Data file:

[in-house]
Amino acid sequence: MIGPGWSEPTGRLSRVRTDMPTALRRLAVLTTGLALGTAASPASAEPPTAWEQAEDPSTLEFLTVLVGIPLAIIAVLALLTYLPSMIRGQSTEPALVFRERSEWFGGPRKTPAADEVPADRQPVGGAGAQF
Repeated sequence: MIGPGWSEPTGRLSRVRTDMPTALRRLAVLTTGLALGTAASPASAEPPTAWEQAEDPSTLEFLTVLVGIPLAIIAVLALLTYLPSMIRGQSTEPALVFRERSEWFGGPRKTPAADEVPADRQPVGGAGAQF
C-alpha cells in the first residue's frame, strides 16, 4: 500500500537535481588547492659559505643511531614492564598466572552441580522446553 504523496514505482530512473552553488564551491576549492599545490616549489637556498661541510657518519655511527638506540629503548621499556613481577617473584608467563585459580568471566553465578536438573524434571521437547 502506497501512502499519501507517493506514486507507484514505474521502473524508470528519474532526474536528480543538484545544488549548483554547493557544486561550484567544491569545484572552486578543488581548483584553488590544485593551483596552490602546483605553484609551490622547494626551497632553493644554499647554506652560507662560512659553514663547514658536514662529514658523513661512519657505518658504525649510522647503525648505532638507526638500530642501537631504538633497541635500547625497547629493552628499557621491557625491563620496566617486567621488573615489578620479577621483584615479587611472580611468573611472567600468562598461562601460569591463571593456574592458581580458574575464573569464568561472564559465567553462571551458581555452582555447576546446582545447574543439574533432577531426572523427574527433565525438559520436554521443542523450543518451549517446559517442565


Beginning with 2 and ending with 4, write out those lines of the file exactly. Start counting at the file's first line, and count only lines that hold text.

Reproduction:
Amino acid sequence: MIGPGWSEPTGRLSRVRTDMPTALRRLAVLTTGLALGTAASPASAEPPTAWEQAEDPSTLEFLTVLVGIPLAIIAVLALLTYLPSMIRGQSTEPALVFRERSEWFGGPRKTPAADEVPADRQPVGGAGAQF
Repeated sequence: MIGPGWSEPTGRLSRVRTDMPTALRRLAVLTTGLALGTAASPASAEPPTAWEQAEDPSTLEFLTVLVGIPLAIIAVLALLTYLPSMIRGQSTEPALVFRERSEWFGGPRKTPAADEVPADRQPVGGAGAQF
C-alpha cells in the first residue's frame, strides 16, 4: 500500500537535481588547492659559505643511531614492564598466572552441580522446553 504523496514505482530512473552553488564551491576549492599545490616549489637556498661541510657518519655511527638506540629503548621499556613481577617473584608467563585459580568471566553465578536438573524434571521437547 502506497501512502499519501507517493506514486507507484514505474521502473524508470528519474532526474536528480543538484545544488549548483554547493557544486561550484567544491569545484572552486578543488581548483584553488590544485593551483596552490602546483605553484609551490622547494626551497632553493644554499647554506652560507662560512659553514663547514658536514662529514658523513661512519657505518658504525649510522647503525648505532638507526638500530642501537631504538633497541635500547625497547629493552628499557621491557625491563620496566617486567621488573615489578620479577621483584615479587611472580611468573611472567600468562598461562601460569591463571593456574592458581580458574575464573569464568561472564559465567553462571551458581555452582555447576546446582545447574543439574533432577531426572523427574527433565525438559520436554521443542523450543518451549517446559517442565